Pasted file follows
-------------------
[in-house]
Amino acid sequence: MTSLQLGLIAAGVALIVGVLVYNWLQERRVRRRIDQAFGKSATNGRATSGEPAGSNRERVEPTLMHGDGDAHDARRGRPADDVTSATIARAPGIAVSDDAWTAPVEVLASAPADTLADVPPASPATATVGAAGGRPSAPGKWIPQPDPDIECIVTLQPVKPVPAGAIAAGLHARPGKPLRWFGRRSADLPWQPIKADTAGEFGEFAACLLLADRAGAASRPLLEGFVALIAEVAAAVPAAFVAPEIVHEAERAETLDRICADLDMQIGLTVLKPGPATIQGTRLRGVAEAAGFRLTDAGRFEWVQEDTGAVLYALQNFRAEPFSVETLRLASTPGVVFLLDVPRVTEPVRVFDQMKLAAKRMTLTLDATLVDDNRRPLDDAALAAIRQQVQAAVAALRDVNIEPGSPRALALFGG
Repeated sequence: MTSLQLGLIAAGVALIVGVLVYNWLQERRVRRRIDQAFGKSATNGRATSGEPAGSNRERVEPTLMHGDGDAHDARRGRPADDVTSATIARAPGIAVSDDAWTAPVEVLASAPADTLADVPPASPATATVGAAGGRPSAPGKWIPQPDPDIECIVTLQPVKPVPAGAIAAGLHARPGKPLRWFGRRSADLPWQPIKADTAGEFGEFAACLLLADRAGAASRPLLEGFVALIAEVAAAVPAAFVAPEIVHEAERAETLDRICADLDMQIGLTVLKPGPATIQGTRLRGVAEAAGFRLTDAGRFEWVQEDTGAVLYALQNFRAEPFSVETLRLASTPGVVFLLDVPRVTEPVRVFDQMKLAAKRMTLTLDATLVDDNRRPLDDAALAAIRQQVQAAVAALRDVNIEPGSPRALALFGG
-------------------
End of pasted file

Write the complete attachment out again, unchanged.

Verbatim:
[in-house]
Amino acid sequence: MTSLQLGLIAAGVALIVGVLVYNWLQERRVRRRIDQAFGKSATNGRATSGEPAGSNRERVEPTLMHGDGDAHDARRGRPADDVTSATIARAPGIAVSDDAWTAPVEVLASAPADTLADVPPASPATATVGAAGGRPSAPGKWIPQPDPDIECIVTLQPVKPVPAGAIAAGLHARPGKPLRWFGRRSADLPWQPIKADTAGEFGEFAACLLLADRAGAASRPLLEGFVALIAEVAAAVPAAFVAPEIVHEAERAETLDRICADLDMQIGLTVLKPGPATIQGTRLRGVAEAAGFRLTDAGRFEWVQEDTGAVLYALQNFRAEPFSVETLRLASTPGVVFLLDVPRVTEPVRVFDQMKLAAKRMTLTLDATLVDDNRRPLDDAALAAIRQQVQAAVAALRDVNIEPGSPRALALFGG
Repeated sequence: MTSLQLGLIAAGVALIVGVLVYNWLQERRVRRRIDQAFGKSATNGRATSGEPAGSNRERVEPTLMHGDGDAHDARRGRPADDVTSATIARAPGIAVSDDAWTAPVEVLASAPADTLADVPPASPATATVGAAGGRPSAPGKWIPQPDPDIECIVTLQPVKPVPAGAIAAGLHARPGKPLRWFGRRSADLPWQPIKADTAGEFGEFAACLLLADRAGAASRPLLEGFVALIAEVAAAVPAAFVAPEIVHEAERAETLDRICADLDMQIGLTVLKPGPATIQGTRLRGVAEAAGFRLTDAGRFEWVQEDTGAVLYALQNFRAEPFSVETLRLASTPGVVFLLDVPRVTEPVRVFDQMKLAAKRMTLTLDATLVDDNRRPLDDAALAAIRQQVQAAVAALRDVNIEPGSPRALALFGG